Weather & Climate<br />What is the difference between weather and climate? Or are they the same?<br />Climate is what we expect. <br />Weather is what we get.<br />
Coriolis Effect<br />What is the Coriolis effect? <br />The apparent curve of the winds on earth.<br />
Prevailing Winds<br /><ul><li>Air moving from a high pressure area to low pressure area = wind.
Westerlies:prevailing winds that go from west to east over the United States</li></li></ul><li>
Iceland Volcano Plume<br />What could happen if there are more large eruptions in the near future?<br />The Year Without a Summer 1816: Caused by the 1815 Eruption of Mount Tambora in Indonesia. <br />93 cubic miles of ash into the stratosphere.<br />Many parts of the world had snow in summer, heavy rainfall, crop failures, disease and starvation due to lack of sunlight.<br />
Check your understanding…<br />So why is it important to know the direction winds blow at different latitudes?<br />Sailing (exploration, trading, pirates in the Caribbean)<br />Predict weather conditions<br />
Earth’s surface features affect weather and climate<br /><ul><li>Variations in Earth’s topography affect the climate of a region
Oceans/Great Lakes</li></li></ul><li>Mountains<br />Review <br />Mountains=Rain Shadow Effect<br /><ul><li>Prevailing windscarry moist air up windward side of mountains
Air rises over mountain, cools and condenses (forms clouds). Air loses capacity to hold moisture = precipitation (rain/snow)</li></li></ul><li>Rain shadow…..<br /><ul><li>Leewardsideof mountain-- cool, dry air warms as it descends.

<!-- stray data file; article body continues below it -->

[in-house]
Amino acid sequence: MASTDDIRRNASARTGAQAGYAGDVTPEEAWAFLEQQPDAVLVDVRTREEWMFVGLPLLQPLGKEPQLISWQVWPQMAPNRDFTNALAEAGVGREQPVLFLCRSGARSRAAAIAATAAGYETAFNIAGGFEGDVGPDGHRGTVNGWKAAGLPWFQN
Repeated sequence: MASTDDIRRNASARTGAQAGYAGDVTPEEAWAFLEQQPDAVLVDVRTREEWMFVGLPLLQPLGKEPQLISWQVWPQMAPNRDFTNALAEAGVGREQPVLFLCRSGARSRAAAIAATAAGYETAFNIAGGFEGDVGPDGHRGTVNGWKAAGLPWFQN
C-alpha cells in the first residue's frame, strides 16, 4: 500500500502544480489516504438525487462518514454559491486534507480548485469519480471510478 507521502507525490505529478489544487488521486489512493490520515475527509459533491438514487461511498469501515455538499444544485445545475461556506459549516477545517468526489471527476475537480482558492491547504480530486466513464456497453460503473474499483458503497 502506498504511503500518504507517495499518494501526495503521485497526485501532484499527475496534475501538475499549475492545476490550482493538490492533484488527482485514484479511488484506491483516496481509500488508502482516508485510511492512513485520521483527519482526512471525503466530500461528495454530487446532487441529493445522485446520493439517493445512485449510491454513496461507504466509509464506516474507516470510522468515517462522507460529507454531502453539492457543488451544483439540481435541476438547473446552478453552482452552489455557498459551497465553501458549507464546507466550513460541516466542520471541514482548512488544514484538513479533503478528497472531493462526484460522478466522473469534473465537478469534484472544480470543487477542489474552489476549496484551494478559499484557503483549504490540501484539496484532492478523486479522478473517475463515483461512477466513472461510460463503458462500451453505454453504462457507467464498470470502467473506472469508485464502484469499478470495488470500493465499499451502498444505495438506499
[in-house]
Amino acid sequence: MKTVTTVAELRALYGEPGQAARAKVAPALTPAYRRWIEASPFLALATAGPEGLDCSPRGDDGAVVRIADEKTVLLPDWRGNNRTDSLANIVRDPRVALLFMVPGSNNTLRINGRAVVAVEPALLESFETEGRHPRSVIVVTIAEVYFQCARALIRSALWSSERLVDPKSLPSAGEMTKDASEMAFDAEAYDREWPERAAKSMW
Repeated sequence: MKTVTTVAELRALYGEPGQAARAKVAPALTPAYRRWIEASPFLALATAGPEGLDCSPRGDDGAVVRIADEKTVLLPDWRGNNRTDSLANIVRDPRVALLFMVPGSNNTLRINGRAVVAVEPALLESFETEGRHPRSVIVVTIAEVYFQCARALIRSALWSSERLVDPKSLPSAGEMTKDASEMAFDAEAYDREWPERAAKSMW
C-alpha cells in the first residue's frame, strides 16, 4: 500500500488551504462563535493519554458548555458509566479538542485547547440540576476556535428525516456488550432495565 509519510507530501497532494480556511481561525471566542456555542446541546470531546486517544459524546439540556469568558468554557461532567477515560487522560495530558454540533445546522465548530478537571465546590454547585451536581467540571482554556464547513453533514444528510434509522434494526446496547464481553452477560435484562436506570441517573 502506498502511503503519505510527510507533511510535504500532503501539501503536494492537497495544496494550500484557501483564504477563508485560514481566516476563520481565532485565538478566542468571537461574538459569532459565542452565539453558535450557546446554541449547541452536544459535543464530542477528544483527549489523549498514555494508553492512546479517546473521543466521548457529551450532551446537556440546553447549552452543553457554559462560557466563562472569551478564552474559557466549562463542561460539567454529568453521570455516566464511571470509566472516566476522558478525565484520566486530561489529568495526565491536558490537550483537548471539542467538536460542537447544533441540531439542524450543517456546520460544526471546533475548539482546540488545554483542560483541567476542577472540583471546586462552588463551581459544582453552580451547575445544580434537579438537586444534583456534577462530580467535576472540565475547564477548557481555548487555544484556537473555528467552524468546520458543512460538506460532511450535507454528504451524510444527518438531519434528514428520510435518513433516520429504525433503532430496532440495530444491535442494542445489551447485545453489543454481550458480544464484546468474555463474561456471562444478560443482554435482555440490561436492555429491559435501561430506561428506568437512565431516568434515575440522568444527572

Deserts can form on leeward side of mountain.</li></li></ul><li>
Mixing of winds create severe thunderstorms and........</li></li></ul><li>Tornadoes!<br />Aurora, CO June 2009<br />
Aurora’s Weather and Climate<br />Use the information you have learned today and your experience with the weather in Aurora to answer the question:<br />“What factors influence the weather and climate we have in Aurora?”<br />Use at least 4 of these words/phrases in your explanation:<br />Rain shadow, plains, leeward, Westerlies, proximity to the ocean, windward, altitude.<br />
Latitude and Climate Zones<br />Latitude: The distance of a place north or south of the equator <br />(remember: latitude=ladder)<br />Equator: 0o = warmest weather all year<br />Temperatures get cooler the further north and south you go<br />
Climate Zone Maps<br />How to correctly color your maps:<br />Leave lakes and oceans UNCOLORED<br />Take time to look at the map when coloring. Can you predict the climate of a region by its terrain, distance from equator or poles, or proximity to water?<br />Use a different color for each climate zone if you can.<br />1. Begin the reading. <br />When you read POLAR ZONES: ICE CAPS, pick your first color and color the word ICE CAPS. Select a new color for TUNDRA and do the same. Read the POLAR ZONES paragraph and then color in the polar zones on the map. (ICE CAP=A and TUNDRA=B)<br />Repeat the same process for each climate zone. <br />